General rubrics are great tools for identifying students’ participation, engagement and understanding during any classwork. They improve teacher student relationships in ways that allow students to express feedback while teachers mindfully help.
They are use criteria and descriptions of performance that generalize across (hence the name general rubrics), or can be used with, different tasks.
The tasks all have to be instances of the same learning outcome—for example, writing or mathematics problem solving. The criteria point to aspects of the learning outcome and not to features of any one specific task (for example, criteria list characteristics of good problem solving and not features of the solution to a specific problem). The descriptions of performance are general, so students learn general qualities and not isolated, task-specific features (for example, the description might say all relevant information was used to solve the problem, not that the numbers of knives, forks, spoons, and guests were used to solve the problem).
These are the benefits.
Can be shared with students at the beginning of an assignment, to help them plan and monitor their own work.
Can be used with many different tasks, focusing the students on the knowledge and skills they are developing over time.
Describe student performance in terms that allow for many different paths to success.
Focus the teacher on developing students’ learning of skills instead of task completion.
Do not need to be rewritten for every assignment.
Let’s look more closely at the first two advantages.
Can be shared with students at the beginning of an assignment.
General rubrics do not “give away answers” to questions. They do not contain any information that the students are supposed to be developing themselves. Instead, they contain descriptions like “Explanation of reasoning is clear and supported with appropriate details.”
Descriptions like this focus students on what their learning target is supposed to be (for example, explaining reasoning clearly, with appropriate supporting details). They clarify for students how to approach the assignment (for example, in solving the problem posed, I should make sure to explicitly focus on why I made the choices I did and be able to explain that).
Therefore, over time general rubrics help students build up a concept of what it means to perform a skill well (for example, effective problem solving requires clear reasoning that I can explain and support).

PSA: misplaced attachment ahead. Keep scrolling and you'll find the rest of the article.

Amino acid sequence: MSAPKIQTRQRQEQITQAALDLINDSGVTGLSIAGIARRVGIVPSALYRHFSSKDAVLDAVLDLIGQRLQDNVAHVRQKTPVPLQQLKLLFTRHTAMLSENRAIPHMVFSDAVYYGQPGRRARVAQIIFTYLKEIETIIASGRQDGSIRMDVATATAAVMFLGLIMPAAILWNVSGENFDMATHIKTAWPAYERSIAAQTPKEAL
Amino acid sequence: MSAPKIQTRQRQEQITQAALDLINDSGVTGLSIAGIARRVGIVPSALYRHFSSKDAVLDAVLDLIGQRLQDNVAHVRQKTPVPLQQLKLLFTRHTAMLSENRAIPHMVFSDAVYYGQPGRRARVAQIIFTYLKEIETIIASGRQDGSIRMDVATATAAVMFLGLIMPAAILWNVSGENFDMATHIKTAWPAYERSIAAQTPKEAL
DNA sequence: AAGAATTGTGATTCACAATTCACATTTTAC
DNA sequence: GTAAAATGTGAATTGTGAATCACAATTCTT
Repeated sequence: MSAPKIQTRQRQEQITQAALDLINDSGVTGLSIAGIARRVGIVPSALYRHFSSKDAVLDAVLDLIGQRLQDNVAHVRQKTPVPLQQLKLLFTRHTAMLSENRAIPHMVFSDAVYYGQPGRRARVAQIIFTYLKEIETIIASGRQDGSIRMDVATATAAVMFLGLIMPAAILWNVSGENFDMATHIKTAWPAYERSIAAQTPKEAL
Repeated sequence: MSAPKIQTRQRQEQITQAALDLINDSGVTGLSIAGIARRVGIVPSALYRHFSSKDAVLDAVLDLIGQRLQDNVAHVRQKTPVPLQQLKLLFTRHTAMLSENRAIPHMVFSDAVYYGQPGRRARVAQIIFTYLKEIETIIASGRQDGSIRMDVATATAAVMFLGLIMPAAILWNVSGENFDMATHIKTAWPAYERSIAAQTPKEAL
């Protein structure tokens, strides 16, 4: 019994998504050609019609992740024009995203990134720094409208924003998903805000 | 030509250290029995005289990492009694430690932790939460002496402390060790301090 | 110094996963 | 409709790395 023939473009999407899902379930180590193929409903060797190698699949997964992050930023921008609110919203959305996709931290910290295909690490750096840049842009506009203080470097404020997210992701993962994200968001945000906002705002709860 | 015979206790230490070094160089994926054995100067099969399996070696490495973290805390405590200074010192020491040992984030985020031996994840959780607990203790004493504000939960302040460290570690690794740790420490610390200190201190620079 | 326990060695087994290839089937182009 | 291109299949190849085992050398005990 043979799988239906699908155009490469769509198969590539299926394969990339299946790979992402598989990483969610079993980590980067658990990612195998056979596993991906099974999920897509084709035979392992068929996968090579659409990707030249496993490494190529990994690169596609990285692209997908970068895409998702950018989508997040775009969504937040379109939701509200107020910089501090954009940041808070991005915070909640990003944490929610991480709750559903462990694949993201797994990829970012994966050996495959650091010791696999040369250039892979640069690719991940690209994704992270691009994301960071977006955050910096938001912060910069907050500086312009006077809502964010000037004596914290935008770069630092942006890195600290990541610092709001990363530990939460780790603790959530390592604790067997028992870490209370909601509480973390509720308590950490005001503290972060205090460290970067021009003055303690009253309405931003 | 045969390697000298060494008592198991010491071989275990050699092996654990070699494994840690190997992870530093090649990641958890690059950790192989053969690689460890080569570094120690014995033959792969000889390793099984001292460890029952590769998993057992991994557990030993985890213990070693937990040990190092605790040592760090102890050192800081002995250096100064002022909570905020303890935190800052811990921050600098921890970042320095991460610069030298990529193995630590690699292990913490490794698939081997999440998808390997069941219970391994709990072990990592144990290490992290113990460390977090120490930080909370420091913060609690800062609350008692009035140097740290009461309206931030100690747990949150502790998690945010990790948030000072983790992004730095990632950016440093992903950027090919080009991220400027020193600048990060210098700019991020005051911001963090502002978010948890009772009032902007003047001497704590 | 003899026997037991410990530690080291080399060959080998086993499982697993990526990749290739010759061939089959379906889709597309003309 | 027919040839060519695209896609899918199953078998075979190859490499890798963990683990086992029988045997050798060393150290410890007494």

Can be used with many different tasks.
Because general rubrics focus students on the knowledge and skills they are learning rather than the particular task they are completing, they offer the best method I know for preventing the problem of “empty rubrics” that will be described in Chapter 2. Good general rubrics will, by definition, not be task directions in disguise, or counts of surface features, or evaluative rating scales.
Because general rubrics focus students on the knowledge and skills they are supposed to be acquiring, they can and should be used with any task that belongs to the whole domain of learning for those learning outcomes. Of course, you never have an opportunity to give students all of the potential tasks in a domain—you can’t ask them to write every possible essay about characterization, solve every possible problem involving slope, design experiments involving every possible chemical solvent, or describe every political takeover that was the result of a power vacuum.
These sets of tasks all indicate important knowledge and skills, however, and they develop over time and with practice. Essay writing, problem solving, experimental design, and the analysis of political systems are each important skills in their respective disciplines. If the rubrics are the same each time a student does the same kind of work, the student will learn general qualities of good essay writing, problem solving, and so on. If the rubrics are different each time the student does the same kind of work, the student will not have an opportunity to see past the specific essay or problem. The general approach encourages students to think about building up general knowledge and skills rather than thinking about school learning in terms of getting individual assignments done alone.
So, go ahead and develop one that fits your classroom. 🙂